Back in November, MOTSA released his Petricolour EP via own label imprint of the same name. We caught up with Valerio Dittrich to get to know him a bit better, and found a very Scottish influence on his style
The Skinny: Who is MOTSA? Tell us a bit about your background and how you came to make music?
MOTSA: "I’m originally born in Austria and my father is Russian – I also lived a total of eleven years in Scotland whilst growing up. MOTSA is my most personal project with which I want to tell my story. Over the years I have experimented with many, and very different, genres of electronic music. All the influences I have had in the last twelve years have contributed to what I am doing now.
"I was originally drawn to dance music when I was about 15 or 16 and still living in the North East of Scotland in the little coastal village named Findhorn. Friends started organising the first home parties where lots of us from school got together and partied – there where no clubs in our area so we had a DIY approach to it all.
"Our party scene became a way of bringing lots of people from the surrounding towns together and became something special for all of us. Around this time I started playing with simple programs like GarageBand, and the father of a close friend of mine owned a studio where we would also have jam sessions. All of this was very inspiring and left a mark.
"I moved back to my hometown, Vienna, when I turned 18 and that’s when I started getting more serious with production and a hobby developed into a passion. I am now in the amazing position to say that I can call it my job, for which I am very grateful."
Does MOTSA stand for anything?
"I have been asked this a few times and until recently I kept it a secret. This is the first time it will pop up online: MOTSA stands for Master of Talking Shit… Always"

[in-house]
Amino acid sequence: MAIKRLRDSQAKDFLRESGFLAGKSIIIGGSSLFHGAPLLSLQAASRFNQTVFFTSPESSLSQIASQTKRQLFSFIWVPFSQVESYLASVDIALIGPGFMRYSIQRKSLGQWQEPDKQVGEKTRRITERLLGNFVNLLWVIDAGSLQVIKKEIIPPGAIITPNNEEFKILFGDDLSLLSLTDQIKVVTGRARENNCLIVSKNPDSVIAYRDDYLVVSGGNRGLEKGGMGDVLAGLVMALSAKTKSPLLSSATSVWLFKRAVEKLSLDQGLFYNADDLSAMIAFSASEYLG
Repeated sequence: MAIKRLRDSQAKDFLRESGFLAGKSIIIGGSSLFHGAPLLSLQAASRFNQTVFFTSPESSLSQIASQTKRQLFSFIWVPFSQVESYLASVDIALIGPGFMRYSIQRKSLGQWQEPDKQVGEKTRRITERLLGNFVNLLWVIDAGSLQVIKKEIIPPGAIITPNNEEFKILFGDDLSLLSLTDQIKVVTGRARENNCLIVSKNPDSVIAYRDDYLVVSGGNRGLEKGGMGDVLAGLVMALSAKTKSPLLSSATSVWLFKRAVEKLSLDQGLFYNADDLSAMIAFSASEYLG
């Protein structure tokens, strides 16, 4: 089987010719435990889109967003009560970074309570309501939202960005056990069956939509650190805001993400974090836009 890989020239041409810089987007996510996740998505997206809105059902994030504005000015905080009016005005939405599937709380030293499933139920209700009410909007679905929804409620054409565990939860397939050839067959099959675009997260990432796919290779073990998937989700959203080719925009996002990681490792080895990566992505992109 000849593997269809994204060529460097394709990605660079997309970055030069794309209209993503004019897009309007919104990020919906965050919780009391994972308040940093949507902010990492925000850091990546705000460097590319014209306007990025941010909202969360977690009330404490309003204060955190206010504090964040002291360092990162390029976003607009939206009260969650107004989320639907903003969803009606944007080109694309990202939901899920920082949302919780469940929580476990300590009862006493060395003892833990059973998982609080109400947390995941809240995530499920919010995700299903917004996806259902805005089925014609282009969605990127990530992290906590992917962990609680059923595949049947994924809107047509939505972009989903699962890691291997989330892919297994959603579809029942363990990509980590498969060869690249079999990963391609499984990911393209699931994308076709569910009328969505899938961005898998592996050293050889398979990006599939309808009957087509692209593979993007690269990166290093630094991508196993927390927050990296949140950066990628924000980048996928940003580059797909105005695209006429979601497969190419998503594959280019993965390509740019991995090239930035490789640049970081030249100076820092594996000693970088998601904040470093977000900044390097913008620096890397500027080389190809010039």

What is the story behind the Petricolour EP?
"Petricolour means a few things to me and each song has its own meaning, but overall it is about the fall of our “developed” society. Walked This Road is about humanity repeating the same mistakes over and over, instead of learning from what history should have taught us. The Storm was also a song I wrote when feeling distressed about our world! I wanted something darker to finish off the EP (hence the harsh bassline and the driving drums in the second part of the song) yet still signalising a bit of hope – I recorded my voice in many layers to create a distant choir – I felt this lifted the overall vibe.
"With (lead track) Petrichor I was inspired by a recording I had made of my piano and a recording I made in Salzburg of the rain heard through the kitchen window of my girlfriend's apartment. I wanted to create a harsh contrast between the soft, charmingly out-of-tune piano bridge and the driving, pulsating synths and beats. Sophie’s (Lindinger) vocal was recorded many months later and fitted over perfectly.
"Colours also started as an instrumental – I remember starting it a few hours before I had to head out to a DJ gig, and so I tried to put down as much of the idea as possible, the reason being that I have noticed the importance of capturing a mood in the moment, as I find it harder to get into the same vibe in another session.
"I decided it would be good to have a male vocal over the top and I’m very happy I found the right voice after a few months of searching. David Österle added what was missing to the song. Colours and Petrichor were produced separately from each other, but when i heard them together, it felt like a very coherent story."
What was the inspiration behind the video for title track Petrichor? And where was the video filmed?
MOTSA: "The video was created by my dear friends Apesframed. When we agreed about working together I sent them mood words and emotions that I felt with the song and they came up with this incredible idea."
Apesframed: "Our main intention was to visualise the name of the track Petrichor – a term which describes the scent of freshly fallen rain. Also, we wanted to capture the cold crawling under your skin when faced with nostalgia. Sophie's soft, almost whispering vocals left us with a feeling of uncertainty, not quite knowing whether we are at ease or being in discomfort.
"The foggy scenery of the Austrian and Italian Alps mirrored the tone. The very rhythmic and forever forward rushing of water through whatever obstacle, carving its way with all of nature's force, the fight of the elements – portraying this was our attempt at underlining the contrast of MOTSA's driving beats, melancholic harmonies and overall power of the song."
What are your plans for 2017?
MOTSA: "I plan to work on new music and see what direction it takes me. I have already got a few ideas marked down in my studio. I definitely want to continue collaborating with other musicians, as I love the exchange. I will also be taking my live set out on the road and will hopefully be able to see lots of nice places."
MOTSA's Petricolour EP is out now via Petricolour and available to buy here